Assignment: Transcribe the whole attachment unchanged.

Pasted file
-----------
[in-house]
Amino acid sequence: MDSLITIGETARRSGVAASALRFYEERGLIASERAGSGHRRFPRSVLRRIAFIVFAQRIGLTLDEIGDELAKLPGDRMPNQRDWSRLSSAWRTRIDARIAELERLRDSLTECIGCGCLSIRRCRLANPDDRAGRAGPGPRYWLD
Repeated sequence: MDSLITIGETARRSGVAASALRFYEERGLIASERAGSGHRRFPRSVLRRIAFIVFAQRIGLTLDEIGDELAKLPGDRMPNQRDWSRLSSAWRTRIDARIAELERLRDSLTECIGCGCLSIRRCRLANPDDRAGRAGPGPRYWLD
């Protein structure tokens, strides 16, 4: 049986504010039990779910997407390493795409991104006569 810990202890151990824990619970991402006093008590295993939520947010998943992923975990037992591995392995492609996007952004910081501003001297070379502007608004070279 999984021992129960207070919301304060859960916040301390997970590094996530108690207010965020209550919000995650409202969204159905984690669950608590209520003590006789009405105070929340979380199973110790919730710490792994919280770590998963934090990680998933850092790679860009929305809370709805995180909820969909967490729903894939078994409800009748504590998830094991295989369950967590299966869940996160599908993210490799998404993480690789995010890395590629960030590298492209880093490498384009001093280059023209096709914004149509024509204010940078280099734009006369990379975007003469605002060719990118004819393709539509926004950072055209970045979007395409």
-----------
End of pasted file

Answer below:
[in-house]
Amino acid sequence: MDSLITIGETARRSGVAASALRFYEERGLIASERAGSGHRRFPRSVLRRIAFIVFAQRIGLTLDEIGDELAKLPGDRMPNQRDWSRLSSAWRTRIDARIAELERLRDSLTECIGCGCLSIRRCRLANPDDRAGRAGPGPRYWLD
Repeated sequence: MDSLITIGETARRSGVAASALRFYEERGLIASERAGSGHRRFPRSVLRRIAFIVFAQRIGLTLDEIGDELAKLPGDRMPNQRDWSRLSSAWRTRIDARIAELERLRDSLTECIGCGCLSIRRCRLANPDDRAGRAGPGPRYWLD
């Protein structure tokens, strides 16, 4: 049986504010039990779910997407390493795409991104006569 810990202890151990824990619970991402006093008590295993939520947010998943992923975990037992591995392995492609996007952004910081501003001297070379502007608004070279 999984021992129960207070919301304060859960916040301390997970590094996530108690207010965020209550919000995650409202969204159905984690669950608590209520003590006789009405105070929340979380199973110790919730710490792994919280770590998963934090990680998933850092790679860009929305809370709805995180909820969909967490729903894939078994409800009748504590998830094991295989369950967590299966869940996160599908993210490799998404993480690789995010890395590629960030590298492209880093490498384009001093280059023209096709914004149509024509204010940078280099734009006369990379975007003469605002060719990118004819393709539509926004950072055209970045979007395409």